Amplifying Voices to Scale-up Short-course Preventive Therapy for TB in Zimbabwe

Over the last year, the Zimbabwe Network of People Living with HIV (ZNNP+) and Jointed Hands Welfare Organisation (JHWO) have prioritized community outreach to increase demand and uptake of TB Preventative Therapy (TPT) for people living with HIV (PLHIV). This includes work in Harare and Midlands Provinces to monitor the accessibility, availability, and acceptability of TPT services, and resulted in two significant improvements: TB/HIV policy alignment so that TPT can be incorporated into existing community differentiated service delivery models, and increased demand for TPT, driven by community awareness of how TPT benefits PLHIV.

These outreach efforts have shown a growing consensus among PLHIV that the introduction of TPT into existing differentiated service delivery models—such as the Community ART Refill Groups—would reduce TB-related mortality among PLHIV and that the programs are well-positioned to monitor TPT adherence.

To accomplish these objectives, ZNNP+ and JWHO leveraged existing alliances with the Ministry of Health while simultaneously working with programs and systems that served the communities, including differentiated service delivery structures such as community health advocates, community-based organizations, peer educators, as well as support groups of PLHIV, mentor mothers, and the well-established expert patient model. All of these models embrace community involvement in advocating for improving the uptake of TPT and other health services while strengthening the ties between the communities and the health facilities that serve them.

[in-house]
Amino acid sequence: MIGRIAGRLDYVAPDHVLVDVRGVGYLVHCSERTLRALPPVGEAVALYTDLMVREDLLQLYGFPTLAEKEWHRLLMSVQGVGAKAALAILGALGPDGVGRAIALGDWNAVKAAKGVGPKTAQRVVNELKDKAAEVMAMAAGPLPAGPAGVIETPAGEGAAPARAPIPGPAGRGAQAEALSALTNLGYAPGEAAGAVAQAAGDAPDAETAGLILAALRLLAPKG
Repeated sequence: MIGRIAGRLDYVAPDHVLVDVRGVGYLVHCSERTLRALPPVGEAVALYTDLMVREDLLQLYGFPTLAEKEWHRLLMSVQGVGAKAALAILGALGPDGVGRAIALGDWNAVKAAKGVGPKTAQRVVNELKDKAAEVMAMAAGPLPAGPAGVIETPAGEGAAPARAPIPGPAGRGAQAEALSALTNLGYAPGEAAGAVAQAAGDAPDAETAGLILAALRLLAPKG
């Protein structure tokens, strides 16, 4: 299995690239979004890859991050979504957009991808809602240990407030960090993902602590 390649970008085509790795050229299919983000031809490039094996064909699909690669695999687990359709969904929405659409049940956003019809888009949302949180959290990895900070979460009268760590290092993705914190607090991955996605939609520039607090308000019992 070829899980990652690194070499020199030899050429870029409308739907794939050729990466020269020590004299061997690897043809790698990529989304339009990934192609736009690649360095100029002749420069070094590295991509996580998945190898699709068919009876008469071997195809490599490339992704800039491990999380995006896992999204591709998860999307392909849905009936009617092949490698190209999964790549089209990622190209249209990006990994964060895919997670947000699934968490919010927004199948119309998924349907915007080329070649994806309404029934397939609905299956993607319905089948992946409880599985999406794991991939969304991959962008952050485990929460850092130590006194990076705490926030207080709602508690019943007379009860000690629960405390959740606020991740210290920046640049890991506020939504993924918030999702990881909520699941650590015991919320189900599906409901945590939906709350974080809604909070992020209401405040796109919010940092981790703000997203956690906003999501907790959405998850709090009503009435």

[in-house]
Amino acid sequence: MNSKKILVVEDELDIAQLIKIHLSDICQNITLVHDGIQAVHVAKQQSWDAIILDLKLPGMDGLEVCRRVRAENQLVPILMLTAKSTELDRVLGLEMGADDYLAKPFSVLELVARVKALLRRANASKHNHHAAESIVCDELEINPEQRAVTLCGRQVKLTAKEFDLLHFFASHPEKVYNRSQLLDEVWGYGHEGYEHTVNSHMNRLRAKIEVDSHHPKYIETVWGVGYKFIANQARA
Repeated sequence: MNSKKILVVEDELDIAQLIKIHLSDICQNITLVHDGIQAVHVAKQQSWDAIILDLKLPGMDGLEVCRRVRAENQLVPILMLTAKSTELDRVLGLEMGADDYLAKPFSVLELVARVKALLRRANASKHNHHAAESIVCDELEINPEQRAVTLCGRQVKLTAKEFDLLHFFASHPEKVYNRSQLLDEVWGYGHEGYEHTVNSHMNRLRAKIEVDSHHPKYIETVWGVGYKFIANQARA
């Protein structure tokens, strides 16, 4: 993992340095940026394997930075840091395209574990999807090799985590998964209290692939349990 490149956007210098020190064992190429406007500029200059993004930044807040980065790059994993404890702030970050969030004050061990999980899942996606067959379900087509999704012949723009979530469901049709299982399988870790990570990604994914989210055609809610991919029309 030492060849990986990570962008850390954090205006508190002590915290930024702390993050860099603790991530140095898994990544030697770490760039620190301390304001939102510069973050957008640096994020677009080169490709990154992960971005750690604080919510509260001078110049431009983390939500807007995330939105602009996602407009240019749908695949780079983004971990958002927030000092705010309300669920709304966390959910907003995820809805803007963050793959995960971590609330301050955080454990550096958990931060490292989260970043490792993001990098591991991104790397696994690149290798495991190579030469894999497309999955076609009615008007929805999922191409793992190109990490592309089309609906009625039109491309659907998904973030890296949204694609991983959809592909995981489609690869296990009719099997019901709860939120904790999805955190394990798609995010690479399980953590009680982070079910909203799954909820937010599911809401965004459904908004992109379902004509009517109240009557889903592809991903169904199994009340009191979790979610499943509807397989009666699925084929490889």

One of the CARG groups sharing their ARVs and IPT after the group focal person collected the supply from their health facility

After demand for TPT increased in their communities, PLHIV acknowledged that differentiated service delivery approaches in HIV outreach like  Community ART Refill Group, adherence groups and support groups can improve TPT adherence monitoring amongst PLHIV and that distribution of TPT medicines can be done using these models. Directly observed therapy (weekly doses) of 3HP can also be conducted through differentiated service delivery.

Similarly, TB screening can be done at the community level using some of the DSDs models like Community ART Refill Group (CARG) and Family ART Refill Group, and people with TB symptoms can be referred to health facilities for better treatment management at an earlier time. 

Meaningful involvement of communities and working closely with their supporting systems improves the uptake of health services. TPT can be integrated in differentiated service delivery models to enhance treatment adherence and completion rates. Strengthening these community systems and integrating TPT into differentiated service delivery models will only become more important as Zimbabwe seeks to scale-up TPT while confronting Covid-19.

One of our expert patients, Daniso Phiri, was at Rutsanana Clinic leading a health education program on TB prevention on 23rd of March 2020, during the early days of Covid-19 in Zimbabwe. The clinic provided masks for expert patients to prevent Covid-19 transmission. Later, services provided by expert patients were suspended following the lockdown, quarantine, and social distancing measures in the face of the pandemic. More focus and attention was given to the Covid-19 response, crippling other essential TB/HIV related services like TB screening, TPT initiation, and contact tracing.

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